In FIGURE 4 there is illustrated one type of closure member which can be employed in the practice of the invention. Said closure member comprises a pipe union having an upper part 41 and a lower part 42 held together by means of flanged nut 43. A frangible impermeable diaphragm or closure plate 44 is disposed between said upper and said lower parts and across the openings therein.

In the practice of the invention, assume that a promising formation has been located by drilling core holes with conventional core drilling equipment. Said core holes are usually drilled about 3 to 4 inches in diameter and from 200 to 500 feet in depth. However, bore holes of smaller or larger diameter and less or greater depth can be employed. After location of a promising formation the apparatus illustrated in either FIGURE 1 or FIGURE 2 is assembled and suspended within a bore hole. The interior of the assembly, i.e., the interior of tubing 11 and inner tube 31 of packer member 12 down to diaphragm 44 in closure member 13 is filled with water or other liquid from conduit 21 by means of pump 22. The filling of said apparatus is preferably carried out slowly so as to not form pockets of entrapped air therein. During said filling, the valve in vent pipe 19 is opened to permit the escape of air. It is sometimes desirable to pack the interior of said apparatus after it is apparently full by closing the valve in conduit 19 and pressuring the liquid therein. Pressure can be released by means of valve 19 to aid in the escape of air which might possibly have been trapped in said apparatus.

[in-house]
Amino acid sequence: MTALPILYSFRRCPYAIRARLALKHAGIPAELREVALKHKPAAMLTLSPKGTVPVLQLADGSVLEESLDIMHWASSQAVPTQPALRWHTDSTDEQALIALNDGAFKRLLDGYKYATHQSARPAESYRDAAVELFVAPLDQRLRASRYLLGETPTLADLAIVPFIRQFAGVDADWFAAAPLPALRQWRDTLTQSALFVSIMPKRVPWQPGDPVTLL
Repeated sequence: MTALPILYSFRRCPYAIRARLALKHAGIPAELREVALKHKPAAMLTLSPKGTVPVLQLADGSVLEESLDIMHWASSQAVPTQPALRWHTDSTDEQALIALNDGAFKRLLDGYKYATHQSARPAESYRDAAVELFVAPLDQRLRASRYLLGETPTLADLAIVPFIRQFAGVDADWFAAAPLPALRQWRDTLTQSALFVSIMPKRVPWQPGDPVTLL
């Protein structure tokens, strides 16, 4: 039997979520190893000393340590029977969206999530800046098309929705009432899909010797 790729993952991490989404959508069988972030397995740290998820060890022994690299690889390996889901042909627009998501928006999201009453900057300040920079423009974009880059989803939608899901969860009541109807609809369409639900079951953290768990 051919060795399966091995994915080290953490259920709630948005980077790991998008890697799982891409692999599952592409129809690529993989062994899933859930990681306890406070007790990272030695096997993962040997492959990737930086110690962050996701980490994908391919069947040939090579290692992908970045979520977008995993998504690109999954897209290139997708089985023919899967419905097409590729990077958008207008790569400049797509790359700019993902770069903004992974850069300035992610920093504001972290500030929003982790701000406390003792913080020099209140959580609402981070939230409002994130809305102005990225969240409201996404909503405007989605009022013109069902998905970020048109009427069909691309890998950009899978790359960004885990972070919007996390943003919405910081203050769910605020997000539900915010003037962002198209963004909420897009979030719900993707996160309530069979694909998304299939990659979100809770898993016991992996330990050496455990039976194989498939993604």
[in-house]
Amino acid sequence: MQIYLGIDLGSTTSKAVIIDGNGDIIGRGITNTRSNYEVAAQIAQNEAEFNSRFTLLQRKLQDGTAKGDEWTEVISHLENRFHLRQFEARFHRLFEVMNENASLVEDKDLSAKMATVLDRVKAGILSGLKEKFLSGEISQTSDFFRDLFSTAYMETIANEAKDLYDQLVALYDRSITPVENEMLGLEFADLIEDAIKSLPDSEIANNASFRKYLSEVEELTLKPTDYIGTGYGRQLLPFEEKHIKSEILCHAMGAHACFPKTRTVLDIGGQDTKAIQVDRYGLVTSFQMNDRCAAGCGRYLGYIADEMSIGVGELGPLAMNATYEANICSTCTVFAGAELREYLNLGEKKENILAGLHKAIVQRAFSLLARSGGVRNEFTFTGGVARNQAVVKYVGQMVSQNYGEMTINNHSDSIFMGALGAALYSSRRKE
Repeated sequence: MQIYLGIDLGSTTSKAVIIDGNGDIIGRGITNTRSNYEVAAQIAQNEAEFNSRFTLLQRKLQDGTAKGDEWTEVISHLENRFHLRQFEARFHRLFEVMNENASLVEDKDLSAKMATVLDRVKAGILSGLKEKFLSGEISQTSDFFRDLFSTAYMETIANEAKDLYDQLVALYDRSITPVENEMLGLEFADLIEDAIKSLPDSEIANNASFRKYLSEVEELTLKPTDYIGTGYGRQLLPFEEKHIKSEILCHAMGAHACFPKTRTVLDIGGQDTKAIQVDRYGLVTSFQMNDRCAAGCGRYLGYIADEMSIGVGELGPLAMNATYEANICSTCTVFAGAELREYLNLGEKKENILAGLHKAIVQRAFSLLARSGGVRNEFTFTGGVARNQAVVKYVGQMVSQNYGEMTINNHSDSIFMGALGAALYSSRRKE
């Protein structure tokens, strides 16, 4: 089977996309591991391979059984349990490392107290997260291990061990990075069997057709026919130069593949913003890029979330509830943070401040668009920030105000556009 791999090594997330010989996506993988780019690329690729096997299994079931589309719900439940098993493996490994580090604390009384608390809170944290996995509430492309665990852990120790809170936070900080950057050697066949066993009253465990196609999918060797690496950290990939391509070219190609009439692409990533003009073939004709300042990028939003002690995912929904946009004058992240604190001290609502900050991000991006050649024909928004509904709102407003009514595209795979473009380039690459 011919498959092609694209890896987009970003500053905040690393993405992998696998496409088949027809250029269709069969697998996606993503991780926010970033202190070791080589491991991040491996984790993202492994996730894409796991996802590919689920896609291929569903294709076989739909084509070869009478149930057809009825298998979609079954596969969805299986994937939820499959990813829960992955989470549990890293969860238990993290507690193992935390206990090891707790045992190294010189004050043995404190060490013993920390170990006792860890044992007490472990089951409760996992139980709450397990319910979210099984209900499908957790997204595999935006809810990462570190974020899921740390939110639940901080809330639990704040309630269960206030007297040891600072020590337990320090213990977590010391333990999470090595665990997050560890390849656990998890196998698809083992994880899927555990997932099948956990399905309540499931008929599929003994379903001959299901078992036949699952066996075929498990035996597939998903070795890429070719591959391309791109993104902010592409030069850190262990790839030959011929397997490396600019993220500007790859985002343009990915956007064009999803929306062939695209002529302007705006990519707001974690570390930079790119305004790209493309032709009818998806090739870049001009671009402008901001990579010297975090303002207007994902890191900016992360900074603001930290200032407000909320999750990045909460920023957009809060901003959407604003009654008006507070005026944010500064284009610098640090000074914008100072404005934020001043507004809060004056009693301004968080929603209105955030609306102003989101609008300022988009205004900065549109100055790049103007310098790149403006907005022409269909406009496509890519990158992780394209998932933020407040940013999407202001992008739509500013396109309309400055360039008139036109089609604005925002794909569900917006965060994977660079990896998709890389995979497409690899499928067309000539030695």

After said apparatus has been filled with liquid, hya draulic pressure is applied by means of pump 22 so as to test the assembled apparatus for possible leaks. Usually a pressure in the neighborhood of 300-400 pounds per square inch is suflicient for this purpose. However, any suitable pressure depending upon the apparatus being employed can be used. Said pressure is held upon the apparatus for a period of time sufficient to show that no leaks exist in the assembled apparatus. After the operator is satisfied that no leaks exist in the apparatus, said hydraulic pressure is then increased to a value greater than the bursting point of diaphragm 44 in closure member 13. Said diaphragm 44 is usually selected to have a bursting point from to 15 percent greater than the pressure at which the apparatus is tested for leaks.